Obamacare: Trump asks Supreme Court to invalidate Affordable Care Act

2 weeks ago
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The Trump administration has asked the US Supreme Court to invalidate Obamacare, which has provided health insurance to millions of Americans.

Government lawyers said the act became invalid when the previous Republican-led Congress axed parts of it.

Democratic challenger Joe Biden attacked the move, saying Mr Trump had put millions of lives at risk during the coronavirus pandemic.

Health care will be a key battleground in the November presidential election.

Some 20 million Americans could lose their health coverage if the court overturns the Affordable Care Act, which was introduced by Donald Trump’s Democratic predecessor, Barack Obama.

Mr Trump says the scheme costs too much and has promised a different plan to replace it, preserving some popular elements of the existing law but covering fewer people.

Under the act, millions of people in the United States must purchase health insurance or face a tax penalty.

But in 2017, Congress removed a key plank of the policy, eliminating the federal fine for those who did not sign up, known as the “individual mandate”.

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In its filing to the Supreme Court late on Thursday, the justice department argued “the individual mandate is not severable from the rest of the act”.

As a result, it said, “the mandate is now unconstitutional as a result of Congress’s elimination… of the penalty for non-compliance”.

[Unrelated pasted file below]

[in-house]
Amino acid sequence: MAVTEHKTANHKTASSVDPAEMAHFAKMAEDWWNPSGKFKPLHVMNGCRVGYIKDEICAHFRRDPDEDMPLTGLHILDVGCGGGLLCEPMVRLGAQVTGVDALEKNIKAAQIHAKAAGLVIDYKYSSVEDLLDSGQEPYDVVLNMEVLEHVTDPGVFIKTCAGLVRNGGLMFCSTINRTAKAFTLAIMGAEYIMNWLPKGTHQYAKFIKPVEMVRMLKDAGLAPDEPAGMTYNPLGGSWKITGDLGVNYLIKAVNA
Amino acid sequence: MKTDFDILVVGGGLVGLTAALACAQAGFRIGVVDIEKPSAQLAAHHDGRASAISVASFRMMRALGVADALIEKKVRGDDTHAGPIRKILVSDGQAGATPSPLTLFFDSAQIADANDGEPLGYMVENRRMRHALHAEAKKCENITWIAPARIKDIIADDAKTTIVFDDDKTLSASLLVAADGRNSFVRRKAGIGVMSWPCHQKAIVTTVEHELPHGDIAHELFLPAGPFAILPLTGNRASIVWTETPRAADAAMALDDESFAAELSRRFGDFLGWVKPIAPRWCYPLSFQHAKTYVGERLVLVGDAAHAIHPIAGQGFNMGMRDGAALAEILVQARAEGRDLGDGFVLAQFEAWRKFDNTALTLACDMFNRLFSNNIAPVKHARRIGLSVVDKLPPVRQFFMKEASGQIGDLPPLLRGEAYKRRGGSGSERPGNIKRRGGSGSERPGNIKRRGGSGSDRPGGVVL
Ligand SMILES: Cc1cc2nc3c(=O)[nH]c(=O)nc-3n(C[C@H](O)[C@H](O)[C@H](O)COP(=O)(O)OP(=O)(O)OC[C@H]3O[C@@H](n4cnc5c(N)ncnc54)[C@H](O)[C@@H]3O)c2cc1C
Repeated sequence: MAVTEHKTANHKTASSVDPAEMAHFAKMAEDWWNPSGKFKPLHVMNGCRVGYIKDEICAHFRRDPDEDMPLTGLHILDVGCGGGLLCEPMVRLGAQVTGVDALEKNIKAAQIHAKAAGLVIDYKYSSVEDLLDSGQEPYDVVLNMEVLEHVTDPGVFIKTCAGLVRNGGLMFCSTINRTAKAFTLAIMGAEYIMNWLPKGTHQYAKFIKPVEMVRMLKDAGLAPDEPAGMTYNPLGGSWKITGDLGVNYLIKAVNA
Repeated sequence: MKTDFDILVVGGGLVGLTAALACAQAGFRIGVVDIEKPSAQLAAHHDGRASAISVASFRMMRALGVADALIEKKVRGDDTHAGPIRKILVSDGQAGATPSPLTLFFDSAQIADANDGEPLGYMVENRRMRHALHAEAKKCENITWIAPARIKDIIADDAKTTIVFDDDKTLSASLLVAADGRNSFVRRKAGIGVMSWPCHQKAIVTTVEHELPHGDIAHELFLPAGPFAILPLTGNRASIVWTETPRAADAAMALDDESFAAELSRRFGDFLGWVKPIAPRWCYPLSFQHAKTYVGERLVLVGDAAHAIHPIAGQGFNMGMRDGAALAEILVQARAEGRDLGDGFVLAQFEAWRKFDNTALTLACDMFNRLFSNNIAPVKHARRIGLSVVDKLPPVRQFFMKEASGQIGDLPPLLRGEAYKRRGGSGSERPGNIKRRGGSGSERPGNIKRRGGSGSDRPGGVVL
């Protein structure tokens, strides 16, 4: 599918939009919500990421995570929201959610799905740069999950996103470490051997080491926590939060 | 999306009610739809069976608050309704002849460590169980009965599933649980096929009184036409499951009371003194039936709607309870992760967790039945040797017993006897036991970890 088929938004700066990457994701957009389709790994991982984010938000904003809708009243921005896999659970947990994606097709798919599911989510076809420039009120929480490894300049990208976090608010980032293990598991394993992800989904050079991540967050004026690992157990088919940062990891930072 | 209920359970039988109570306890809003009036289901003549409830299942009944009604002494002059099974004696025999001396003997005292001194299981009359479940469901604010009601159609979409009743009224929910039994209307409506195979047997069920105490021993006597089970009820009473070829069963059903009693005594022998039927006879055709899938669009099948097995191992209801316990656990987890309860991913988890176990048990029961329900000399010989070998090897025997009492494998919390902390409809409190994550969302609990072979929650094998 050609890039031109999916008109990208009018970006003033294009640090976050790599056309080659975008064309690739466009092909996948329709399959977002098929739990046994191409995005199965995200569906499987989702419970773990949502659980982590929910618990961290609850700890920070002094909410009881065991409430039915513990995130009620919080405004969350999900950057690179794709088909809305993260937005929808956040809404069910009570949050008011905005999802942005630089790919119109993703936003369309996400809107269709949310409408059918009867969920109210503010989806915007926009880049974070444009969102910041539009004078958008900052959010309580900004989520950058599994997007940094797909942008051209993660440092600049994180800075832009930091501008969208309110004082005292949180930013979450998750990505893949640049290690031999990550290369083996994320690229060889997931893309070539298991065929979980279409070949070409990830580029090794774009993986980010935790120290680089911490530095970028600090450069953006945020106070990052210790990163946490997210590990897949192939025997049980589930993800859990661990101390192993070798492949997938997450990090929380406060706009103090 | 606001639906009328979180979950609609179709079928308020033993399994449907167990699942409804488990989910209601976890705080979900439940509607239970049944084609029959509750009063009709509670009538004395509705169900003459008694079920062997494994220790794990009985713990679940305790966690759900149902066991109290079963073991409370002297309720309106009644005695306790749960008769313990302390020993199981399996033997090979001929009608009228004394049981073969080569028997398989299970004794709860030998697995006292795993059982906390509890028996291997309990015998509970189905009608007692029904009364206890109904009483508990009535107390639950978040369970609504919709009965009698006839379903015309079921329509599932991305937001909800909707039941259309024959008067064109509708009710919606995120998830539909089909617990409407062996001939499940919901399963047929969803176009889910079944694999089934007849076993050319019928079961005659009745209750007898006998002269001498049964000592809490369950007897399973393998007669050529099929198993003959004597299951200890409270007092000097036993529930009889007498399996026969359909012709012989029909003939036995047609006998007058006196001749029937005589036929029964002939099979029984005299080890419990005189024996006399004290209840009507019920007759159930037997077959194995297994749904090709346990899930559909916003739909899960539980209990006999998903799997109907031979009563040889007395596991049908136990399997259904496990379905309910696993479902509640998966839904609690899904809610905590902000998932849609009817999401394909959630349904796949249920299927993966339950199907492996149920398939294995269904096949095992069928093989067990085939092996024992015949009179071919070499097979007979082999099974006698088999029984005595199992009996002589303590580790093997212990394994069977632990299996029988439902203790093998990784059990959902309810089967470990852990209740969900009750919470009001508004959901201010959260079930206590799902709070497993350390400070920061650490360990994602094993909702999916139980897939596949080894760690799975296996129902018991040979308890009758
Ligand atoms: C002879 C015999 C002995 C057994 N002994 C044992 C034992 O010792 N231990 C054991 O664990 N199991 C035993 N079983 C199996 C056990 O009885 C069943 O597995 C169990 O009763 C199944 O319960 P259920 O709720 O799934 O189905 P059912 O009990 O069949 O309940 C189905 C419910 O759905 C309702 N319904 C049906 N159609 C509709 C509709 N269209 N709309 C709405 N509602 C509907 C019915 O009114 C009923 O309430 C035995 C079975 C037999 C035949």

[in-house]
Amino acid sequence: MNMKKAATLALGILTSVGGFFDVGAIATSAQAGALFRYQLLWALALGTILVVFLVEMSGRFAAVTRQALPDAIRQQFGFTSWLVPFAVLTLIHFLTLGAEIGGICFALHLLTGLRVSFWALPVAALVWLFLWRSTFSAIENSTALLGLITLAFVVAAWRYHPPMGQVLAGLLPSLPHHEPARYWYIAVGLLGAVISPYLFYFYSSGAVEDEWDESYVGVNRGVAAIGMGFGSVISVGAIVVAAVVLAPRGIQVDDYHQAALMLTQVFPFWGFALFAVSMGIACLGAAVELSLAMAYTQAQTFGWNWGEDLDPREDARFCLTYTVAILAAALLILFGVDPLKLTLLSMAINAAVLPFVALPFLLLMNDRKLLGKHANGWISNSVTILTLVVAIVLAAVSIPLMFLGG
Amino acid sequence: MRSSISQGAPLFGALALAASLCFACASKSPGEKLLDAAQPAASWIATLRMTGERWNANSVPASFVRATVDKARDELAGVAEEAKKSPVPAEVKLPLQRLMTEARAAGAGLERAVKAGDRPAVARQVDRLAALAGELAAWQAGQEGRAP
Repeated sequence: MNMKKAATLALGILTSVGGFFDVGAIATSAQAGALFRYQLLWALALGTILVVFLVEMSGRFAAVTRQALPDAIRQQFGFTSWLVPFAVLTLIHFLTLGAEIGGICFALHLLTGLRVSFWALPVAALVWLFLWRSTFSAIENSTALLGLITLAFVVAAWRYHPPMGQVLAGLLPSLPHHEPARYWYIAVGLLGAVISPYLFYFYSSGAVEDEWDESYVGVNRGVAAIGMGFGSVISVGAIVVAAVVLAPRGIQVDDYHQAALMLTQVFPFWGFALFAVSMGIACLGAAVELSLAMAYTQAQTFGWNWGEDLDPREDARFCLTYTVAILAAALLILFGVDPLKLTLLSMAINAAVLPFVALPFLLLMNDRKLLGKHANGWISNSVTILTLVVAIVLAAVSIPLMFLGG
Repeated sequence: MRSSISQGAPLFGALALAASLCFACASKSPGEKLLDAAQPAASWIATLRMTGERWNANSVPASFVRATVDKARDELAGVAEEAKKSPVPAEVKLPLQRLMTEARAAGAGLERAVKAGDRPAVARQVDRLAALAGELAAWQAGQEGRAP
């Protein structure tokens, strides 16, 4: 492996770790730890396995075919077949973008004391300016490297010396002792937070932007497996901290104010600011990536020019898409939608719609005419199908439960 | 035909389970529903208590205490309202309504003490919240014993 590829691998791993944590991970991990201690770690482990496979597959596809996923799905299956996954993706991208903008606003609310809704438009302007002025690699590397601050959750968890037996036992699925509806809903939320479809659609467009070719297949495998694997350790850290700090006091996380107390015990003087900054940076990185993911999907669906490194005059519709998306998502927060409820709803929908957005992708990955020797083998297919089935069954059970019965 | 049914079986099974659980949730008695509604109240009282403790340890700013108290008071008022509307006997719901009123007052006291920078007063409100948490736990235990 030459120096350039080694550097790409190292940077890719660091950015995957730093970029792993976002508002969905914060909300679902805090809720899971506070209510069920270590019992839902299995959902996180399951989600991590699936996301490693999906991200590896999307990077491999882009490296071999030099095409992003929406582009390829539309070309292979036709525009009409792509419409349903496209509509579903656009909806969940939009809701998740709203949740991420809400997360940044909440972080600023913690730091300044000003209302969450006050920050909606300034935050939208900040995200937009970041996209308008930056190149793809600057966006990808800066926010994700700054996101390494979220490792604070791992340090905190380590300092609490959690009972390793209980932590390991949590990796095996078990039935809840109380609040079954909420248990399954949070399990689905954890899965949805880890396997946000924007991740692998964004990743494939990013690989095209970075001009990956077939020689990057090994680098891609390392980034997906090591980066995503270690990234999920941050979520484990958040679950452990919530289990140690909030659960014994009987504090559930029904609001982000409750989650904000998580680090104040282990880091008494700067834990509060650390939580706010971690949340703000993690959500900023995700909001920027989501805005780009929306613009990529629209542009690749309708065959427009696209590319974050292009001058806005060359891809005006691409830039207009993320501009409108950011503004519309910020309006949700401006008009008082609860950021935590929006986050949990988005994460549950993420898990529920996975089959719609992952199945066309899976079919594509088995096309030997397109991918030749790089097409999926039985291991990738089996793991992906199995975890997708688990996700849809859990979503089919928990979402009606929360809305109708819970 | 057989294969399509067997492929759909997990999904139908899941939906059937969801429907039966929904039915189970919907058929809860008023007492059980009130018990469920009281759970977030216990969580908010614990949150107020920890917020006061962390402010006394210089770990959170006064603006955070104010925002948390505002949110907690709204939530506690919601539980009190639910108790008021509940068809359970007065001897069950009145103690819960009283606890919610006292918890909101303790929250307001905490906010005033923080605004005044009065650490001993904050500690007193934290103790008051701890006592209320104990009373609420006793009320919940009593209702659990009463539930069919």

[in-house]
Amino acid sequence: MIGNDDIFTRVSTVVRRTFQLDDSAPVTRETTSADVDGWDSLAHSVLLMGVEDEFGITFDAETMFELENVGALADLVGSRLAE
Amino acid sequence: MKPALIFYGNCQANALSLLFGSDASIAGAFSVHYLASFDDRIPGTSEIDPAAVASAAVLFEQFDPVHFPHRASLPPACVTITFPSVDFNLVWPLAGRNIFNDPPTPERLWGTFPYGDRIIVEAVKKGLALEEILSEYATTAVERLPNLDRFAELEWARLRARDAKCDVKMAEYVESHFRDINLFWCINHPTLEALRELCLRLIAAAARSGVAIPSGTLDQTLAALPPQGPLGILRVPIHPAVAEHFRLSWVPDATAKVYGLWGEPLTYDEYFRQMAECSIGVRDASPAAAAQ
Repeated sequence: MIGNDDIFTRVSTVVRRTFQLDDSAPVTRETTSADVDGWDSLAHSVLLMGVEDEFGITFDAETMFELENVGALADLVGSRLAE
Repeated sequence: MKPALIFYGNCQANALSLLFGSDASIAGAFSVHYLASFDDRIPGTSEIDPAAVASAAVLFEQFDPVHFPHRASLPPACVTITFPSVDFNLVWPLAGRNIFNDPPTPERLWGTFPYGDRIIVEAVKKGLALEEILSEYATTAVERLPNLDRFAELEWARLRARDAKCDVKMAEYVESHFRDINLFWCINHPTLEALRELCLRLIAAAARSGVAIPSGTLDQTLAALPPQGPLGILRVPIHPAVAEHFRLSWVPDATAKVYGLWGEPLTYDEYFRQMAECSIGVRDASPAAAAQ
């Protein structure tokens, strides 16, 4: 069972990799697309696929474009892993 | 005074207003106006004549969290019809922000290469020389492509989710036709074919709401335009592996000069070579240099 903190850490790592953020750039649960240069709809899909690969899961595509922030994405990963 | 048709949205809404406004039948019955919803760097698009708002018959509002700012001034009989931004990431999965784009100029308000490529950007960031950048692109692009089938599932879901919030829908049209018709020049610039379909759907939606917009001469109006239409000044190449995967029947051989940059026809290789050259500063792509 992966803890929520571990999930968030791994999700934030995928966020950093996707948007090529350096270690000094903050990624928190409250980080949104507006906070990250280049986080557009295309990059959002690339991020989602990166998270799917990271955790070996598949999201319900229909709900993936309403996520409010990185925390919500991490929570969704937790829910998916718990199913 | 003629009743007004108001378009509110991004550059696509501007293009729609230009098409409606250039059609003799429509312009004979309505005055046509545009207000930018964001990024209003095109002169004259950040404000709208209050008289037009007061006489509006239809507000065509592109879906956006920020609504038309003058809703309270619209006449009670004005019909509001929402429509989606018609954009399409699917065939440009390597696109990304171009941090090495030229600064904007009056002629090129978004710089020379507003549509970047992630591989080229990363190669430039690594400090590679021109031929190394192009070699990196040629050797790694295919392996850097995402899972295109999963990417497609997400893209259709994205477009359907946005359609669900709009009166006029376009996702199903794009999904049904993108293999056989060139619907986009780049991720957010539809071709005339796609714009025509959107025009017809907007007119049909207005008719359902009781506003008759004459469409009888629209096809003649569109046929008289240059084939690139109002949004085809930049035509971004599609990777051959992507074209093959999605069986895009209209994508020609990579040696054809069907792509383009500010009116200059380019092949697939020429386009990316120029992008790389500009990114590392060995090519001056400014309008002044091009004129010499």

Mr Biden, who wants to rally the public behind an expanded Affordable Care Act, said some coronavirus survivors could lose their comprehensive healthcare coverage if the act was overturned.

“They would live their lives caught in a vice between Donald Trump’s twin legacies: his failure to protect the American people from the coronavirus, and his heartless crusade to take healthcare protections away from American families,” Mr Biden said.

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The US has been badly hit by the pandemic, recording 2.4m confirmed coronavirus infections and 122,370 deaths – more than any other country.

But the true number of infections is likely to be 10 times higher than the reported figure, according to the latest estimate by health officials.

The Supreme Court is unlikely to hear the case before voters go to the polls in November, US media report.

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